# Winning the Chalkdust coin game

How to win a game when your expected score is 0 Change from a quid from a self-service machine. Image: public domain.

Go is a two-player strategy game. Players score points for surrounding territory and capturing opponents’ pieces. In 2016, Google challenged the world’s top Go player, Lee Sedol, to a five-game match against their AlphaGo program and won 4-1. The program was successful because it learned to play Go through a machine learning algorithm (specifically deep learning) trained on 30 million moves from games played by human experts (you can read more about AlphaGo here).

But part of AlphaGo’s success is due to its overall strategy: it plays to win rather than to maximise its score. The journal Nature wrote,

The algorithm seems to be holding back its power. Sometimes it plays moves that lose material because it is seeking simply to maximise its probability of reaching winning positions, rather than — as human players tend to do — maximise territorial gains.

In a game where the outcomes are win or lose (or draw) and the margin of victory is irrelevant, your best strategy is to maximise the probability that you win, rather than maximising your expected score. A consequence of this is that if you are leading the game you should be risk averse to hold on to your lead over your opponent, and if you are behind in the game then you should seek risks with large potential payoffs.

This principle will now be demonstrated in an example game that I will call the Chalkdust Coin Game. The game is played over 10 turns. At the beginning of each turn you choose a number of fair coins to flip that turn, up to a maximum of 10 (you can choose to flip none). Suppose you choose to flip $c$ coins. The coins are tossed, you observe $h$ heads, then you add the number of heads minus the number of tails to your score. So your score will increase by
$$h-(c-h)=2h-c.$$
Your opponent’s score increases by $\frac{1}{2}$ each turn, so will be $5$ at the end of $10$ turns. In the Chalkdust Coin Game your expected score is always $0$ no matter how you play. The challenge is to find the strategy that maximises your probability of getting more than $5$ points.

A recursive formula can be created to derive the optimal strategy. Let $w_{t,s}$ denote the probability of winning given that you are on turn $t$ and you have score $s$, and let $c_{t,s}$ denote the number of coins that you should choose on turn $t$ to maximise this probability. Given that

• you are on turn $t$,
• you have score $s$,
• you choose to flip the optimum number of coins $c$ on your next flip,
• and you continue to play optimally afterwards,

then$$w_{t,s}=\sum_{k=0}^{c}\mathbb{P}(k\mathrm{\ heads})w_{t+1,s+2k-c},$$where the number of heads is a binomial random variable with parameters $c,\frac{1}{2}$. This leads to recursive formulas$$w_{t,s} = \max_{c\in\left\{ 0,\dots,10\right\} }\left\{ \sum_{k=0}^{c}\binom{c}{k}\left(\frac{1}{2}\right)^{k}\left(\frac{1}{2}\right)^{c-k}w_{t+1,s+2k-c}\right\} ,$$$$c_{t,s} = \operatorname*{argmax}_{c\in\left\{ 0,\dots,10\right\} }\left\{ \sum_{k=0}^{c}\binom{c}{k}\left(\frac{1}{2}\right)^{k}\left(\frac{1}{2}\right)^{c-k}w_{t+1,s+2k-c}\right\} ,$$with boundary conditions$$w_{11,s}=\begin{cases} 1 & \mathrm{if\ }s>5,\\ \frac{1}{2} & \mathrm{if\ }s=5,\\ 0 & \mathrm{if\ }s<5, \end{cases}$$so 1 point is given for a win, $\frac{1}{2}$ a point is given for a draw and 0 points are given for a loss. This can be solved computationally, and the results are shown below (click to enlarge).   Heatmaps showing: (left) the optimal number of coins to use given the turn number and the current score; and (right) the probability of winning, assuming that you play optimally, given the turn number and the current score. The opponent’s score is shown as a white line. Grey squares represent points that are unreachable or where winning is impossible. Distribution of the final scores following the optimal strategy. The expectation of this distribution is 0.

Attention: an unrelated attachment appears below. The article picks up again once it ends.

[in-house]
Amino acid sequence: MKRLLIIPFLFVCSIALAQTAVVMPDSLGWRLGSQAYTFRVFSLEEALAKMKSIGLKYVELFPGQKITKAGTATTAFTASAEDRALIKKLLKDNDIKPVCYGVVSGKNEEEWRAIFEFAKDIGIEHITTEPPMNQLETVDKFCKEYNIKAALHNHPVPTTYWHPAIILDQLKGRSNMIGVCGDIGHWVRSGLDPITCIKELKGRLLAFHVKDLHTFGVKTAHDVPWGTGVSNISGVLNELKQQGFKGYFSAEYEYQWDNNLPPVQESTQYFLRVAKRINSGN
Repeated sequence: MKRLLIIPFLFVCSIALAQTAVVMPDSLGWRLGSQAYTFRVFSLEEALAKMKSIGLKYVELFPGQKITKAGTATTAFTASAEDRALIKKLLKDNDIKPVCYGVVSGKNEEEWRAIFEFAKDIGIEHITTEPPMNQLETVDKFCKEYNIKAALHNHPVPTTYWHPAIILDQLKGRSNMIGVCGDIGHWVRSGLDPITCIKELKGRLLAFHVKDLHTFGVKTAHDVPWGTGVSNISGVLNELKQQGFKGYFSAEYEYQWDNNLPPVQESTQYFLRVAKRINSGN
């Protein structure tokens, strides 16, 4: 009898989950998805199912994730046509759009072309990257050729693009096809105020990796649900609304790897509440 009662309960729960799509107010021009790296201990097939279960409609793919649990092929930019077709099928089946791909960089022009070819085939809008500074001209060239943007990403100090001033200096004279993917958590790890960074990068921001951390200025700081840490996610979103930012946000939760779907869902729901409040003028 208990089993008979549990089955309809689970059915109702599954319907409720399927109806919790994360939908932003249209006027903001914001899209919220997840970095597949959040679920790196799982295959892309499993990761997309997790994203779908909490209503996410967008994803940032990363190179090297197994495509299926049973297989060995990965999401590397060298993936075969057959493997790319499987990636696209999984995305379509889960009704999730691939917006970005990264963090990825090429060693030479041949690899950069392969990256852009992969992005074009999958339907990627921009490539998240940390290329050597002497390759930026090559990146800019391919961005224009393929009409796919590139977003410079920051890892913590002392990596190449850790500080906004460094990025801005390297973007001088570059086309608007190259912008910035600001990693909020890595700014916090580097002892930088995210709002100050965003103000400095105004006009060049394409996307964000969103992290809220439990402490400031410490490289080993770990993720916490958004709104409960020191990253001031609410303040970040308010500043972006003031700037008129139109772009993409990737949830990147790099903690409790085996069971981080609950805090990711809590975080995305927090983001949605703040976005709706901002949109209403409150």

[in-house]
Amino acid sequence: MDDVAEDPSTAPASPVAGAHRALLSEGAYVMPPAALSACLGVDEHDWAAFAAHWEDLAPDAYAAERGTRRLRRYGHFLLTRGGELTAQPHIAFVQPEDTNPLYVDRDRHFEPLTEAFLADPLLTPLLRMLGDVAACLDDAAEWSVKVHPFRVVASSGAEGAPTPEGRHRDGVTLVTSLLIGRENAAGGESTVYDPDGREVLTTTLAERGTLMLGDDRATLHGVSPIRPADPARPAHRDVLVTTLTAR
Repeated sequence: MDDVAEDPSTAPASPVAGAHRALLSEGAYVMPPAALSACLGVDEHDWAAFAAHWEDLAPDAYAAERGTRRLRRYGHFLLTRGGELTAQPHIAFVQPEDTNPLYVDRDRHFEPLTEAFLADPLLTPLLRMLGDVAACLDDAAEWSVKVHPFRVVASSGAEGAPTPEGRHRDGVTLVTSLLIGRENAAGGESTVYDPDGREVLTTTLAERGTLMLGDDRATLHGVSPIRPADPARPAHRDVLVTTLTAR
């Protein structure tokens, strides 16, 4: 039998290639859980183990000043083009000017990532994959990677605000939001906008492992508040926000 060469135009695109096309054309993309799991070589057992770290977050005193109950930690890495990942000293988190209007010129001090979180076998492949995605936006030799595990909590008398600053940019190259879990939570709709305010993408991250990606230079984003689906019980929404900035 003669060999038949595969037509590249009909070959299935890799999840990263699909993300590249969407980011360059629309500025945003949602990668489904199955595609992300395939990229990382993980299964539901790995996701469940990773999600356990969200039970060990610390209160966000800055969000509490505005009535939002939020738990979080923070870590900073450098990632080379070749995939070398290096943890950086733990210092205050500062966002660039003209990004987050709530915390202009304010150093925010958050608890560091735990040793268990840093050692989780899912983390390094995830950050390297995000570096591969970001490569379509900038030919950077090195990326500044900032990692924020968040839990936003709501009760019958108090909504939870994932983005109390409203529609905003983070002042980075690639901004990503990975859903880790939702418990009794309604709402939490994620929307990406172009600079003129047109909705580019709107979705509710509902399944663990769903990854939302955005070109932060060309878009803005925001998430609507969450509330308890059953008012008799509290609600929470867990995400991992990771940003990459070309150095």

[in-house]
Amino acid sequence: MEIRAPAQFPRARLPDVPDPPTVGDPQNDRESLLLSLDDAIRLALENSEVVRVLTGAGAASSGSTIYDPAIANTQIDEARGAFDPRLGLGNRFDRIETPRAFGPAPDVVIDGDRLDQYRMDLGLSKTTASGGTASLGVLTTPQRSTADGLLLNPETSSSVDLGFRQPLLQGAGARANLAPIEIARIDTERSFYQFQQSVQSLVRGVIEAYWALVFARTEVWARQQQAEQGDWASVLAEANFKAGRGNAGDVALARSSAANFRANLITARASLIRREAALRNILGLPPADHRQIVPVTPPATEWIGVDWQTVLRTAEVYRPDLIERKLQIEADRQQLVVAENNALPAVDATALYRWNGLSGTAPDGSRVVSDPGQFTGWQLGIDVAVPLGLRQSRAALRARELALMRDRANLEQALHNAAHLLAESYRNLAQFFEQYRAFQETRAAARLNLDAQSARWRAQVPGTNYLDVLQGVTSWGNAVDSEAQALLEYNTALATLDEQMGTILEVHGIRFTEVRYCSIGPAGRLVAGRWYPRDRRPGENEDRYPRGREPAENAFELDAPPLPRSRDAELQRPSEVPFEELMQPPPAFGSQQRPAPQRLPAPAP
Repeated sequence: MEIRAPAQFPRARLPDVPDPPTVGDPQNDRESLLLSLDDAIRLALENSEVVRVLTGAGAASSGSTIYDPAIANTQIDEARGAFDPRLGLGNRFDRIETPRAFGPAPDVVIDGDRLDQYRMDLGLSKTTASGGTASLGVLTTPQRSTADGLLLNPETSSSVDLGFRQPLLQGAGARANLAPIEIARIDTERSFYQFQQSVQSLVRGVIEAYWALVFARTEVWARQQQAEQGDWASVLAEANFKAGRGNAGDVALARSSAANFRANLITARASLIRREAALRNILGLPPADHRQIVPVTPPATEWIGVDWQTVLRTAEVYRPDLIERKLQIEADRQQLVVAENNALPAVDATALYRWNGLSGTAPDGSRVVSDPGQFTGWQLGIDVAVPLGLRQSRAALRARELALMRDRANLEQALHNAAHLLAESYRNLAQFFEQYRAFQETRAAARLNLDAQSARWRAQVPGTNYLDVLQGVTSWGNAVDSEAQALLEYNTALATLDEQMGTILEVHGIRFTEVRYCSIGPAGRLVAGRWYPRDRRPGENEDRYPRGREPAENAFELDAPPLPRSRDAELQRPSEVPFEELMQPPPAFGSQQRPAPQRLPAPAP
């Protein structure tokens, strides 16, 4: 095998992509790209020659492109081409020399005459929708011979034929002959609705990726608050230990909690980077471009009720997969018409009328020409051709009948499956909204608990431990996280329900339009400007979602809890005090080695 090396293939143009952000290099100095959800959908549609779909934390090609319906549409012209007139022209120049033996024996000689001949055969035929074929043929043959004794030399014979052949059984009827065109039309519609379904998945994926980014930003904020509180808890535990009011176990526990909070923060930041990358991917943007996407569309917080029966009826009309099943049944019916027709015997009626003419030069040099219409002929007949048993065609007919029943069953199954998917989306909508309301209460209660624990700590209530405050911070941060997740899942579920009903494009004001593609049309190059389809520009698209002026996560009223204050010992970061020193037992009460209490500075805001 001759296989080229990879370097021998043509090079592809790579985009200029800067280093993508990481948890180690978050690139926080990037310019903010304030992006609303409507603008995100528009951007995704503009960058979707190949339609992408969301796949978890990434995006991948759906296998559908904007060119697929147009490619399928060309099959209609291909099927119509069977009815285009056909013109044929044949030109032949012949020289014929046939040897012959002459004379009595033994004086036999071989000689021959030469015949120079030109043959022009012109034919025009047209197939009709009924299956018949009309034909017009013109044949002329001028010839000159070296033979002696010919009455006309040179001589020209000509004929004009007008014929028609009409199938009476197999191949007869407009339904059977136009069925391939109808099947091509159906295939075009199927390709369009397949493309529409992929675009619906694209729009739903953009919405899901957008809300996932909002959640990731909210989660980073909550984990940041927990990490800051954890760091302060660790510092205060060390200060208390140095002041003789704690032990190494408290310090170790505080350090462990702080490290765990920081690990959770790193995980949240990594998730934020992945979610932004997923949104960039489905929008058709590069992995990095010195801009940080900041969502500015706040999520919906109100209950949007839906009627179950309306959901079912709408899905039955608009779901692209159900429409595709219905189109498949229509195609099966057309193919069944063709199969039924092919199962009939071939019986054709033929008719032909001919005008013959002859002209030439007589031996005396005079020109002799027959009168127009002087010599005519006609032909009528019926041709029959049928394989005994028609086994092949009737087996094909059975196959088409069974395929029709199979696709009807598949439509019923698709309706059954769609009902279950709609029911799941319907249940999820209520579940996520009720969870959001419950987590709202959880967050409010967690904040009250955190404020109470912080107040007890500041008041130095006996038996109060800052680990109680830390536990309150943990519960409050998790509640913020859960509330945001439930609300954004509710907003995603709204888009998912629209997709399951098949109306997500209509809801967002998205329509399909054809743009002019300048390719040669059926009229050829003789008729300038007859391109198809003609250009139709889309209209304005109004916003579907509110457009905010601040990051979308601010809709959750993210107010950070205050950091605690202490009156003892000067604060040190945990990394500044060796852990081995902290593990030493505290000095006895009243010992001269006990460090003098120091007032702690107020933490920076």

Of course, once your score reaches 6 or higher, you should choose to flip no coins. And if your score is lower than your opponent’s then the best strategy is to gamble heavily. The distribution of the scores obtained in $10^{5}$ simulations of optimally-played games is shown to the right. By coincidence the optimal number of coins in any path taken is even, and so the final score is always an even number (whenever the number of flipped coins $c$ is even then the change in score, $2k-c$, must also be even). The expectation of this distribution must be 0 because the expected value of every coin flip is 0.

When you play optimally you stand a good chance of either winning a narrow victory or losing badly. If you decide beforehand to flip all 100 available coins in the game then your probability of winning is 0.31, but if you play optimally then the probability of winning in this game is 0.51, so the game is actually better than fair. Alexander Bolton completed a maths PhD at Imperial College London, applying Bayesian statistics to cyber security problems. He now works as a quantitative analyst at G-Research.
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